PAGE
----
Make an Appointment with us! If you are struggling with creating a budget or developing a savings plan on your own, we can help make the process stress-free. We can walk you through step by step to help you get a handle on your spending, in addition to providing other resources, such as taking a personal finance class here at Iowa State. (HDFS 183 or 283) If you are feeling overwhelmed by your student loan debt, we will make it easy to understand your loans and your repayment options. Contact us via email or phone below!

Check your Credit Report Regularly Identity theft is no joke. This financial stressor can be prevented by regularly checking your own credit report, and monitoring your statements. If you see erroneous activity on your credit card statement, be sure to dispute the charge with your credit card company. If you see an account on your report that is not yours, contact the bureau and the creditor to get it removed. Also – do not fall victim to the many student loan scammers that are out there. They prey on student loan borrowers by promising loan forgiveness and lower payments. If it sounds too good to be true, just hang up the phone!

Strive for Balance Finally, it is importance to find the balance between work, school, saving and enjoying your life. Take time to relax regularly and know that you cannot conquer all of your financial troubles in one day. It takes time to get the hang of budgeting and choosing to save your money over spending it. One month you might be a savvy spender, but the next you decide to ‘treat yo self.’ It’s all about balance!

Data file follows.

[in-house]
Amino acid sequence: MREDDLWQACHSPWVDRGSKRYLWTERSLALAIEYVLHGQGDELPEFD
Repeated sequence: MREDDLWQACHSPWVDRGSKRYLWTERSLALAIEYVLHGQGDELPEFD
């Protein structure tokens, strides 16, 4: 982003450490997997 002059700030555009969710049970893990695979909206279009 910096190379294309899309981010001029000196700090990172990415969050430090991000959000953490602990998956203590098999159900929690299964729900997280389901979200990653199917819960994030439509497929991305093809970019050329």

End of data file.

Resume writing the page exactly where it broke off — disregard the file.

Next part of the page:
If you’d like to make an appointment so you can financial de-stress, email us at loaneducation@iastate.edu or call 515-294-0677.

How do I build credit as a student?

03 April, 2018

Building good credit is a must. We know why credit is important because it helps you qualify for loans, auto insurance, apartment leases, and other credit down the road. But as a student, you typically don't have a mortgage, or a lengthily credit history, so how can you be proactive about building your credit now? Consider these tips :

1. Become an authorized user on your parents’ account.
If your parents already have an existing credit card account, they can add you on as an "authorized user." This is a good option to ease into credit building, as long as your parents are responsible credit card holders and are okay with you “piggybacking.” You can make purchases as an authorized user as if the card was your own, but paying the charges legally remains the primary cardholder’s responsibility. Your parents or family member will still be able to monitor what you spend, but this can be a way for students to get experience using a credit card without trying to apply for one on their own.